(I'd encourage anyone interested in storytelling mediums (especially visual) to look into Scott McCloud's, Understanding Comics, which has a brilliant section on this.)

I've always found it helpful when organizing, character events, time, locations, pacing, basically everything to think of the focalization (the eyes and mouth of the story) to be a character on their own. Even if the character is just a spirit that floats around the other individuals I've found it to be extremely helpful understanding and writing for the reader when I have a established character that's sort of a in-between for the reader to the fiction. Think of the narrator of the window into the story, now think of that window having some degree of character.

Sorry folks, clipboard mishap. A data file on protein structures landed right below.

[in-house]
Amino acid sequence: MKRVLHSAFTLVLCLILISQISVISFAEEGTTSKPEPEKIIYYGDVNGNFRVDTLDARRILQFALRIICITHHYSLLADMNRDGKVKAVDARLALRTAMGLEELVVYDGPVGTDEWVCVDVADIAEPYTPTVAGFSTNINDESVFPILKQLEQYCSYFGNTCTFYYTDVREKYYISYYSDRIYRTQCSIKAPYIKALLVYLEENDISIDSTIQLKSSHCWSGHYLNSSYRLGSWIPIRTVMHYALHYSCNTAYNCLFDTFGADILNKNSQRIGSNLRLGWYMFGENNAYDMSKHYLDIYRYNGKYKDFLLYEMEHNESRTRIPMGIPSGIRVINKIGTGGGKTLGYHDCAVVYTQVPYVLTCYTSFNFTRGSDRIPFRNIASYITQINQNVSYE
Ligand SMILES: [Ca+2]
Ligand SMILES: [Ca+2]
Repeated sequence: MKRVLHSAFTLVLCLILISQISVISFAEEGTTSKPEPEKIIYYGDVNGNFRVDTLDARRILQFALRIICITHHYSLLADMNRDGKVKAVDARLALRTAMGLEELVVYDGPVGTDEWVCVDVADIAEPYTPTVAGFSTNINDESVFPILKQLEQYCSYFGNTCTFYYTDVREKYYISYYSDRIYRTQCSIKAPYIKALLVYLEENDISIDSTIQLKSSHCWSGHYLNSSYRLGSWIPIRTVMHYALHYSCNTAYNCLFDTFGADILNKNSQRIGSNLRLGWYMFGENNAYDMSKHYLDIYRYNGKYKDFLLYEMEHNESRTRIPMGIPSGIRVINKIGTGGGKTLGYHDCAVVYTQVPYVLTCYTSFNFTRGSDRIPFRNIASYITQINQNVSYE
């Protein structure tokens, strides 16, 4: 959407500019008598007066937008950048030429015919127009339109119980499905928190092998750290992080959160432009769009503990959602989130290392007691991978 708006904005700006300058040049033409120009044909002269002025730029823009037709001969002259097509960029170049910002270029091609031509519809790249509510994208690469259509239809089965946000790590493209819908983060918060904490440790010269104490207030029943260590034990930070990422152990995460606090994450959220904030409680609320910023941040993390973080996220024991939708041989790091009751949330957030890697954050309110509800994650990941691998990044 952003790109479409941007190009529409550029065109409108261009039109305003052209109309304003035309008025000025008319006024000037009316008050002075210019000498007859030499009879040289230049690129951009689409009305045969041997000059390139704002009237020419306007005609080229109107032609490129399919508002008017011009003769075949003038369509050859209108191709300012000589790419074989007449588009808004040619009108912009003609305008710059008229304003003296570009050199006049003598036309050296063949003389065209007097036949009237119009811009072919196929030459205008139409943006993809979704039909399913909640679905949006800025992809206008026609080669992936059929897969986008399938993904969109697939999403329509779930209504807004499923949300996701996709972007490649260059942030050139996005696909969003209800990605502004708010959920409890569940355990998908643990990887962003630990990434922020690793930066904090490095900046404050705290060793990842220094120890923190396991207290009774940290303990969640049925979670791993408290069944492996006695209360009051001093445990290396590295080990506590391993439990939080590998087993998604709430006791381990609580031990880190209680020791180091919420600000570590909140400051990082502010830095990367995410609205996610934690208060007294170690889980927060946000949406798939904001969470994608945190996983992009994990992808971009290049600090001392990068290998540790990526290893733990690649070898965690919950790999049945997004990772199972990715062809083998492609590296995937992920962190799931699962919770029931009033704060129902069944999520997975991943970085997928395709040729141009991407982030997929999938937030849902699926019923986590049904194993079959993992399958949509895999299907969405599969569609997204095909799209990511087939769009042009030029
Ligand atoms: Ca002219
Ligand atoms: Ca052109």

With this it's easier to focus the story, like an engineer removing useless or redundant parts, if it's imagined within the span of a single beings mind. Especially as the entire story has to fit into one person's mind. The narrator doesn't need to refer to themselves as a character in the story to have relevance in the story. Imagine the narrator as the person whose siting by your bedside telling a story to you. Someone who knows the story so well they could read it too you without any reference, and they chose to do it a certain way because of that. When the narrative isn't delivered in chronological order, it's sort of like someone telling you pieces that somehow fit together into a larger story, part of reading it and the experience is in figuring out why the narrator does that. Everything the narrator tells you matters, or sometimes with postmodernist-lit it matters that it doesn't matter. The same way in a novel the author won't write what happens to the character every moment of every waking day the narrator wouldn't turn around and tell you that, because it's irrelevant to the story the narrator is trying to tell you. A story with a strong voice is when the narrator has cut the fat and will only tell the reader what really matters about what happened, (or what the author decides what matters).